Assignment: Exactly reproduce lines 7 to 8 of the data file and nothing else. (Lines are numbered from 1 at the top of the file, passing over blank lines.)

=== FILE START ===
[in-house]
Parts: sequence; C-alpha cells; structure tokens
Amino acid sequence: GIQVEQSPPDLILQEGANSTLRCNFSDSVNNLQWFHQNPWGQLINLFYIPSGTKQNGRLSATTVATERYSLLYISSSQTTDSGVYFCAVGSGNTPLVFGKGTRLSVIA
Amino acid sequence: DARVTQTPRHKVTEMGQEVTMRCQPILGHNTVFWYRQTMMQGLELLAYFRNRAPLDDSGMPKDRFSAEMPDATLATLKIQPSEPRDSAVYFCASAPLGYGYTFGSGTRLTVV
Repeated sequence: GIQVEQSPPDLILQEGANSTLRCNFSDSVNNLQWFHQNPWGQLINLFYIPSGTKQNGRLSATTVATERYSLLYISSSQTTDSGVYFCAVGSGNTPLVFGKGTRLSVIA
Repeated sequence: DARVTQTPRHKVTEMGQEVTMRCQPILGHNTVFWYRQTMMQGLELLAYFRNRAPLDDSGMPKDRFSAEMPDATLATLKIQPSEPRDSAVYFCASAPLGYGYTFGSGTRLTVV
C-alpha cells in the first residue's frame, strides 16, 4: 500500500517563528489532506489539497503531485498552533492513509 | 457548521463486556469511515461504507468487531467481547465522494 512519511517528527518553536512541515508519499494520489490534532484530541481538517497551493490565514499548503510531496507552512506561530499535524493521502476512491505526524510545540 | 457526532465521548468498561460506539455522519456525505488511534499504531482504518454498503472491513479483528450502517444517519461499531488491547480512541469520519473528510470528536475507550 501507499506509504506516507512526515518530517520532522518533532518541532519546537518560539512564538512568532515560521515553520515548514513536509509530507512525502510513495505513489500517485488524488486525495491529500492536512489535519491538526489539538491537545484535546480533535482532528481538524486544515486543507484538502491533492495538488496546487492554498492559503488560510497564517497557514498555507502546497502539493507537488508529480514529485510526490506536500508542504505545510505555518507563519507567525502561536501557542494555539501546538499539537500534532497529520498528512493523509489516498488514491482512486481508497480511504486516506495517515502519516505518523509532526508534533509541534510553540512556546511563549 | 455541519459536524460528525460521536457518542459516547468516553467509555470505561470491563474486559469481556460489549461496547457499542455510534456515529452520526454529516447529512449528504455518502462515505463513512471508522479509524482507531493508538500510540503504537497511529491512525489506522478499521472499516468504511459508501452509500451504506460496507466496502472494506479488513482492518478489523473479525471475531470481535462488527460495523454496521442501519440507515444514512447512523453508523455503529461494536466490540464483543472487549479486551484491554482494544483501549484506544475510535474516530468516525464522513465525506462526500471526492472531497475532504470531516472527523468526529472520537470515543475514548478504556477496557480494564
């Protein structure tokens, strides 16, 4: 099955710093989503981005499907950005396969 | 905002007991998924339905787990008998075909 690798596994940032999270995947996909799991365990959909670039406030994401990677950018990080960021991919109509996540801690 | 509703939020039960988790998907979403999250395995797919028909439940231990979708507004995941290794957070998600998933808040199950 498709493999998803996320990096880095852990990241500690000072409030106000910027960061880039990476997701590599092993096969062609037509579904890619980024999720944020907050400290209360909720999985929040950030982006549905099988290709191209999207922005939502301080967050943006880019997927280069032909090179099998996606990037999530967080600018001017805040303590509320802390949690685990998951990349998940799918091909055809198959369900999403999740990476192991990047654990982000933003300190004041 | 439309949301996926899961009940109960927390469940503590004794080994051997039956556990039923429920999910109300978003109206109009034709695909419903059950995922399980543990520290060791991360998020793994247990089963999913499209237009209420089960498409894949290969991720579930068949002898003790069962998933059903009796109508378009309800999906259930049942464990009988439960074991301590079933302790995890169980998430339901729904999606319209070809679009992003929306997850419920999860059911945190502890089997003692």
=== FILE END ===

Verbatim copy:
C-alpha cells in the first residue's frame, strides 16, 4: 500500500517563528489532506489539497503531485498552533492513509 | 457548521463486556469511515461504507468487531467481547465522494 512519511517528527518553536512541515508519499494520489490534532484530541481538517497551493490565514499548503510531496507552512506561530499535524493521502476512491505526524510545540 | 457526532465521548468498561460506539455522519456525505488511534499504531482504518454498503472491513479483528450502517444517519461499531488491547480512541469520519473528510470528536475507550 501507499506509504506516507512526515518530517520532522518533532518541532519546537518560539512564538512568532515560521515553520515548514513536509509530507512525502510513495505513489500517485488524488486525495491529500492536512489535519491538526489539538491537545484535546480533535482532528481538524486544515486543507484538502491533492495538488496546487492554498492559503488560510497564517497557514498555507502546497502539493507537488508529480514529485510526490506536500508542504505545510505555518507563519507567525502561536501557542494555539501546538499539537500534532497529520498528512493523509489516498488514491482512486481508497480511504486516506495517515502519516505518523509532526508534533509541534510553540512556546511563549 | 455541519459536524460528525460521536457518542459516547468516553467509555470505561470491563474486559469481556460489549461496547457499542455510534456515529452520526454529516447529512449528504455518502462515505463513512471508522479509524482507531493508538500510540503504537497511529491512525489506522478499521472499516468504511459508501452509500451504506460496507466496502472494506479488513482492518478489523473479525471475531470481535462488527460495523454496521442501519440507515444514512447512523453508523455503529461494536466490540464483543472487549479486551484491554482494544483501549484506544475510535474516530468516525464522513465525506462526500471526492472531497475532504470531516472527523468526529472520537470515543475514548478504556477496557480494564
């Protein structure tokens, strides 16, 4: 099955710093989503981005499907950005396969 | 905002007991998924339905787990008998075909 690798596994940032999270995947996909799991365990959909670039406030994401990677950018990080960021991919109509996540801690 | 509703939020039960988790998907979403999250395995797919028909439940231990979708507004995941290794957070998600998933808040199950 498709493999998803996320990096880095852990990241500690000072409030106000910027960061880039990476997701590599092993096969062609037509579904890619980024999720944020907050400290209360909720999985929040950030982006549905099988290709191209999207922005939502301080967050943006880019997927280069032909090179099998996606990037999530967080600018001017805040303590509320802390949690685990998951990349998940799918091909055809198959369900999403999740990476192991990047654990982000933003300190004041 | 439309949301996926899961009940109960927390469940503590004794080994051997039956556990039923429920999910109300978003109206109009034709695909419903059950995922399980543990520290060791991360998020793994247990089963999913499209237009209420089960498409894949290969991720579930068949002898003790069962998933059903009796109508378009309800999906259930049942464990009988439960074991301590079933302790995890169980998430339901729904999606319209070809679009992003929306997850419920999860059911945190502890089997003692």